Statistics and averages: GRE Math Practice Question#64

Try this GRE question that tests your ability to manipulate the equation of average (arithmetic mean) of a large set of numbers.

After finding the average of \(35\) scores, a student carelessly included the average with the \(35\) scores and found the average of these \(36\) numbers. The ratio of the second average to the true average was

  1. \(\quad 1:1 \)

  2. \(\quad 35:36 \)

  3. \(\quad 36:35 \)

  4. \(\quad 2:1 \)

  5. \(\quad \textrm{None of the above} \)


GRE Math Practice#63: Intersection of Rectangle and a Circle

Try this geometry question that tests your understanding of rectangles, circles, arcs, and standard right triangles.

An \(8\) by \(2\sqrt{2}\) rectangle has the same center as a circle of radius \(2\). The area of the region common to both the rectangle and the circle is

  1. \(\quad 2\pi \)

  2. \(\quad 2\pi + 2 \)

  3. \(\quad 4\pi - 4 \)

  4. \(\quad 2\pi + 4\)

  5. \(\quad 4\pi - 2 \)


Exponents and manipulations: GRE Math Practice Question#62

Try this GRE question that tests your ability to rewrite exponents terms in commonly used bases and simplify them by factoring terms.


  1. \(\quad \sqrt{2} \)

  2. \(\quad 16 \)

  3. \(\quad 32 \)

  4. \(\quad 12^{2/3} \)

  5. \(\quad 512.5 \)


Word problems and algebraic formulation: GRE Math Practice Question#61

Try this GRE question that tests your ability to formulate algebraic equations in the context of a word problem.

Some marbles in a bag are red and the rest are blue. If one red marble is removed, then one-seventh of the remaining marbles are red. If two blue marbles are removed instead of one red, then one-fifth of the remaining marbles are red. How many marbles were in the bag originally?

  1. \(\quad 8 \)

  2. \(\quad 22 \)

  3. \(\quad 36 \)

  4. \(\quad 57 \)

  5. \(\quad 71 \)

Video Explanation


My review of GRE PowerPrep Plus Online Practice Tests

ETS the organization behind the GRE tests released a new set of two online practice tests called PowerPrep Plus in the summer of 2017. The tests can be purchased directly from ETS by logging on to their online store. You will need to use your gre account with ETS to access the store and to purchase the two online tests.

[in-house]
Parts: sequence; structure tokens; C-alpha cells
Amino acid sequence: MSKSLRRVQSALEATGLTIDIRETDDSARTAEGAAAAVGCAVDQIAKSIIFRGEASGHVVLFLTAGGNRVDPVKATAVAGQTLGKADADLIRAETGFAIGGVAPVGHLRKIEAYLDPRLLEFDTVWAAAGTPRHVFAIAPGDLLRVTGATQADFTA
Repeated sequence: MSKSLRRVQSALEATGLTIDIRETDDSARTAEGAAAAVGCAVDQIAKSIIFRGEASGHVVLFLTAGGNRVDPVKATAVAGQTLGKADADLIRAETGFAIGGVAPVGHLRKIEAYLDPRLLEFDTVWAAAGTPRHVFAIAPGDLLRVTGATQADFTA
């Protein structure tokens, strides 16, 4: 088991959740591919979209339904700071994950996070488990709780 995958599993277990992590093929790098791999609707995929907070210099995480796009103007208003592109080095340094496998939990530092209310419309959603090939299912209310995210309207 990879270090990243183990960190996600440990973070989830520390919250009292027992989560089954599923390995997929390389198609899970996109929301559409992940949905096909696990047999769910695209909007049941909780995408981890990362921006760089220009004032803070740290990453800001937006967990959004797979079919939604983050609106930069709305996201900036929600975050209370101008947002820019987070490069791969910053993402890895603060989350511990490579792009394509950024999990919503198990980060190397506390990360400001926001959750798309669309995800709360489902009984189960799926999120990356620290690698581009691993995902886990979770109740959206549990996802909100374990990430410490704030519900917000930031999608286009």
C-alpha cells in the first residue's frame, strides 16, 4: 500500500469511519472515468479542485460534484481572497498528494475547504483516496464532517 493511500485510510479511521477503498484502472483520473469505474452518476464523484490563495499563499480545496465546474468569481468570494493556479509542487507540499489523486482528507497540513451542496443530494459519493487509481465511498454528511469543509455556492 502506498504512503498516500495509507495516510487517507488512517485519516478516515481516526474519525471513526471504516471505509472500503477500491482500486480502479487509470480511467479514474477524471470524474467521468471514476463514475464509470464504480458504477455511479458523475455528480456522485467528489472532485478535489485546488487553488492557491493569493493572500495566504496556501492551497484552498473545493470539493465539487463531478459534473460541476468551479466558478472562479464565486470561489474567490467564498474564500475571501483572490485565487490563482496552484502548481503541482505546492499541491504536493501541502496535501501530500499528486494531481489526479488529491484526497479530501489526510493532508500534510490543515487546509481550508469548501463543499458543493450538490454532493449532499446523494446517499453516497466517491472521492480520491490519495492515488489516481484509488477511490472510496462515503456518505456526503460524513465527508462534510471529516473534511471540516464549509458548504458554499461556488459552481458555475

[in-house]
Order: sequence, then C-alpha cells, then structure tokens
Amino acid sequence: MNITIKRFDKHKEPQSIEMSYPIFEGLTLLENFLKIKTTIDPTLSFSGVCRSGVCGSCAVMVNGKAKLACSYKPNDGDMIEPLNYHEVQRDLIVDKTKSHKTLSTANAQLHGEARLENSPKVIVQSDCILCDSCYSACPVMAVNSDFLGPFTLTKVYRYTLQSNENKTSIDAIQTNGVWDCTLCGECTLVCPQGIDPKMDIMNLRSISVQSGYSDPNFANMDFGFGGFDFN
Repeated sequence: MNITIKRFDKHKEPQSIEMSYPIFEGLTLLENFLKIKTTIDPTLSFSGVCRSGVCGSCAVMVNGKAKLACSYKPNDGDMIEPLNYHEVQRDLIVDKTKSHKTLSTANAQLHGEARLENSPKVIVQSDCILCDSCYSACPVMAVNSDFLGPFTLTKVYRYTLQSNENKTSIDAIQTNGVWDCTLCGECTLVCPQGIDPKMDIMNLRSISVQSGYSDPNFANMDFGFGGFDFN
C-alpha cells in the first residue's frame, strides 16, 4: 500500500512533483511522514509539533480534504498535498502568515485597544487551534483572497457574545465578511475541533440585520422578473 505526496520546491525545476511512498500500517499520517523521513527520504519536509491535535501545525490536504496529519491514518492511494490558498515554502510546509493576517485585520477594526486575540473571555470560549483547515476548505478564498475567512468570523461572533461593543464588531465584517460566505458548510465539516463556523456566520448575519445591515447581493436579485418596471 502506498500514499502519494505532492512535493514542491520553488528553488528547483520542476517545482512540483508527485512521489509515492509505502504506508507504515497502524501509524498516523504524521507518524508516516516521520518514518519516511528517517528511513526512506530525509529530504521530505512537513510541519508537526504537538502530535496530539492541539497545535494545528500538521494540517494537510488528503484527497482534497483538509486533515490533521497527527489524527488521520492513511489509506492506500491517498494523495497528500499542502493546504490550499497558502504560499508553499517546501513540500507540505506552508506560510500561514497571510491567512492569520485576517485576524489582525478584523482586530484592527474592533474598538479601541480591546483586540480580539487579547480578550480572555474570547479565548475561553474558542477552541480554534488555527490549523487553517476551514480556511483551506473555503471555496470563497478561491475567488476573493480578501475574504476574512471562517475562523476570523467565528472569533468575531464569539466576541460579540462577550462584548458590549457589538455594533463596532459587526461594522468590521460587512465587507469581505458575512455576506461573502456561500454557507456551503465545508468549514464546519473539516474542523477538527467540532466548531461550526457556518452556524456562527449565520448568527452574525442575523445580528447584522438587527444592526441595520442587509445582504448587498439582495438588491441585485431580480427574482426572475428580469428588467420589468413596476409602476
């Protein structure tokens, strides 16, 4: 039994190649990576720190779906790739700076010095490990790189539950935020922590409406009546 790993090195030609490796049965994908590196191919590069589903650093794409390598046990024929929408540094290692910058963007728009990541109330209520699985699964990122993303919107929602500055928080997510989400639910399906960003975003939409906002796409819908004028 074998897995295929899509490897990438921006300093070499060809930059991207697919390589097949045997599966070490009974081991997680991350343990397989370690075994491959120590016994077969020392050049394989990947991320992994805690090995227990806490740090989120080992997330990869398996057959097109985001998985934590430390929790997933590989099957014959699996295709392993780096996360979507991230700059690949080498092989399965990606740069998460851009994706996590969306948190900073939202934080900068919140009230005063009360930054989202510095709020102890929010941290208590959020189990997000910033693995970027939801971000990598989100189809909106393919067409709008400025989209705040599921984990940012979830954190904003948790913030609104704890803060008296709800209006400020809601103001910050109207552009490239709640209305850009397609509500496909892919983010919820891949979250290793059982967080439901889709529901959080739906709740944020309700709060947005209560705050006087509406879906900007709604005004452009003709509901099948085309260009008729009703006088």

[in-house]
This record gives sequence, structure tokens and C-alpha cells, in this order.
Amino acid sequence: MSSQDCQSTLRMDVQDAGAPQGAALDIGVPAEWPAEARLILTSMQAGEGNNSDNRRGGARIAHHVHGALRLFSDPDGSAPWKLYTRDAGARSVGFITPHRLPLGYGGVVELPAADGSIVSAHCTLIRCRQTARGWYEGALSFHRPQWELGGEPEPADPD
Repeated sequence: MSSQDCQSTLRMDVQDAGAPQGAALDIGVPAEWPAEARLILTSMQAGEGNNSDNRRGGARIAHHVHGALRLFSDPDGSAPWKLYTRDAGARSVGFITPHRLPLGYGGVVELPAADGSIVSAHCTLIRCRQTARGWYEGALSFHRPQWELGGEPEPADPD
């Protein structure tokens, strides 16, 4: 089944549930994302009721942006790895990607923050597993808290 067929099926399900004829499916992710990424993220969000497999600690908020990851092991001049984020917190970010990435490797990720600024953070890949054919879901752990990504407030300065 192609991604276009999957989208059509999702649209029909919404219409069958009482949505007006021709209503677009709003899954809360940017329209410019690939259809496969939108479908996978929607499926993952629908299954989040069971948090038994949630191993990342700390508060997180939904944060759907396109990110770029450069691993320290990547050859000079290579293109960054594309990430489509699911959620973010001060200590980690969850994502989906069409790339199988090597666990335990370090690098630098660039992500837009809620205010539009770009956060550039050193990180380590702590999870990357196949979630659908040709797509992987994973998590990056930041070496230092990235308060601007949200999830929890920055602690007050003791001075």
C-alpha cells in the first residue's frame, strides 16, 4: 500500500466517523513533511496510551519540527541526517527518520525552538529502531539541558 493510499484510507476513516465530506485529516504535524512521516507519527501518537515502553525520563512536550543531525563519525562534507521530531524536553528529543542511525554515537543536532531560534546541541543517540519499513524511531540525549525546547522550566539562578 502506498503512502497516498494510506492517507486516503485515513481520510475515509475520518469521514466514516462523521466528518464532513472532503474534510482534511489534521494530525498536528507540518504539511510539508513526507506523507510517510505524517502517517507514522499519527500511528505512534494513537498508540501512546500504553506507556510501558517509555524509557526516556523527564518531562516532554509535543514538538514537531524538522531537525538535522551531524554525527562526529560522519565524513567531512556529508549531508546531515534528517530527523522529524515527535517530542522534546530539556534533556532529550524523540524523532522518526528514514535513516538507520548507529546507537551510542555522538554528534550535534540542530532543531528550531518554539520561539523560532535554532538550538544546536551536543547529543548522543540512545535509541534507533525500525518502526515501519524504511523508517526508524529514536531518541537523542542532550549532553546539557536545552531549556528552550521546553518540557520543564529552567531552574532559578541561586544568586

The two official practice tests are exactly identical to the actual computer-delivered GRE general test that you will be taking at a test center. The two official tests contain a completely new set of never-before-published real GRE test questions. The tests are section adaptive, meaning the dificulty of the second quantitative reasoning or verbal section will depend on how well you did in the first section. You will also receive a score and how you did relative to other students.

The tests are priced at $39.95 each, which is a bit steep for a GRE product. And although I don't like the price tag, I do recommend students to stick to the official GRE practice tests. I know a lot of the test prep outfits offer similar tests for free or at significantly lower cost, however the quality of those tests is inferior and I would instead urge students to spend the money and practice with the official PowerPrep Plus online tests. The structure and style of the quantitative reasoning questions is very close to what I see on the real GRE test, and the score you will receive on these practice tests is very close to what you will obtain on a real test. If you cannot afford these tests, then my recommendation is to at least practice with the two free online tests that are called GRE PowerPrep online tests.

I have also published video explanations to all of the math sections of the PowerPrep Plus online tests. You will find that the Section 3 Quantitative Reasoning in both Test 1 and Test 2 is identical for all students. So far I have only published the hard version of Section 5 Quantitative Reasoning, and I plan to publish the other two versions in the next couple of months.

And finally, I have summarized all the important links for you to get your online GRE practice started: